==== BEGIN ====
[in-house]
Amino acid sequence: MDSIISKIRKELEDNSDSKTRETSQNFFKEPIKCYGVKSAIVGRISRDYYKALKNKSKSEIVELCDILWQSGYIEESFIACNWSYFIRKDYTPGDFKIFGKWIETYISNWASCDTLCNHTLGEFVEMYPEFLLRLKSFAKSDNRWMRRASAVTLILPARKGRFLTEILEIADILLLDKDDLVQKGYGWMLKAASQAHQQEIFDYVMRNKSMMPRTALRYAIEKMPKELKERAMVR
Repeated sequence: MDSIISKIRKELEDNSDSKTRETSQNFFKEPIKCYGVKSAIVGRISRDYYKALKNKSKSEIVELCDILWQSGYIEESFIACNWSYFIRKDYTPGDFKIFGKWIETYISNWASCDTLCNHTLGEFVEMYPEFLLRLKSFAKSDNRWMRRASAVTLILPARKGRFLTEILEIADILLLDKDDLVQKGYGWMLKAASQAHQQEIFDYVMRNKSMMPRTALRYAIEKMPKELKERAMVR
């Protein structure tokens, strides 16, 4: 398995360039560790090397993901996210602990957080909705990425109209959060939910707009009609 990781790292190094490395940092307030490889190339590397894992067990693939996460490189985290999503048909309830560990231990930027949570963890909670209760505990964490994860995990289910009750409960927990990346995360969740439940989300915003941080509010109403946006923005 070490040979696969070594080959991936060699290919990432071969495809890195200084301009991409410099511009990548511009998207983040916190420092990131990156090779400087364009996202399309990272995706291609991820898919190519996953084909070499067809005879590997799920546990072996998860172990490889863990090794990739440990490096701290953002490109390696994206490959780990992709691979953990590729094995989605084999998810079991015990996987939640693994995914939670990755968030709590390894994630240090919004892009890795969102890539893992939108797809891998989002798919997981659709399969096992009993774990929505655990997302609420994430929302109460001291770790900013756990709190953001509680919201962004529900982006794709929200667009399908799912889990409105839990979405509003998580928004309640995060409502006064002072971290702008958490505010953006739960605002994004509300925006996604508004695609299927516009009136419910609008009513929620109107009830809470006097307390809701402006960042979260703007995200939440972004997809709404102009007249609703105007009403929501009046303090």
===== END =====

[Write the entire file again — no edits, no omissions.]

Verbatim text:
[in-house]
Amino acid sequence: MDSIISKIRKELEDNSDSKTRETSQNFFKEPIKCYGVKSAIVGRISRDYYKALKNKSKSEIVELCDILWQSGYIEESFIACNWSYFIRKDYTPGDFKIFGKWIETYISNWASCDTLCNHTLGEFVEMYPEFLLRLKSFAKSDNRWMRRASAVTLILPARKGRFLTEILEIADILLLDKDDLVQKGYGWMLKAASQAHQQEIFDYVMRNKSMMPRTALRYAIEKMPKELKERAMVR
Repeated sequence: MDSIISKIRKELEDNSDSKTRETSQNFFKEPIKCYGVKSAIVGRISRDYYKALKNKSKSEIVELCDILWQSGYIEESFIACNWSYFIRKDYTPGDFKIFGKWIETYISNWASCDTLCNHTLGEFVEMYPEFLLRLKSFAKSDNRWMRRASAVTLILPARKGRFLTEILEIADILLLDKDDLVQKGYGWMLKAASQAHQQEIFDYVMRNKSMMPRTALRYAIEKMPKELKERAMVR
């Protein structure tokens, strides 16, 4: 398995360039560790090397993901996210602990957080909705990425109209959060939910707009009609 990781790292190094490395940092307030490889190339590397894992067990693939996460490189985290999503048909309830560990231990930027949570963890909670209760505990964490994860995990289910009750409960927990990346995360969740439940989300915003941080509010109403946006923005 070490040979696969070594080959991936060699290919990432071969495809890195200084301009991409410099511009990548511009998207983040916190420092990131990156090779400087364009996202399309990272995706291609991820898919190519996953084909070499067809005879590997799920546990072996998860172990490889863990090794990739440990490096701290953002490109390696994206490959780990992709691979953990590729094995989605084999998810079991015990996987939640693994995914939670990755968030709590390894994630240090919004892009890795969102890539893992939108797809891998989002798919997981659709399969096992009993774990929505655990997302609420994430929302109460001291770790900013756990709190953001509680919201962004529900982006794709929200667009399908799912889990409105839990979405509003998580928004309640995060409502006064002072971290702008958490505010953006739960605002994004509300925006996604508004695609299927516009009136419910609008009513929620109107009830809470006097307390809701402006960042979260703007995200939440972004997809709404102009007249609703105007009403929501009046303090």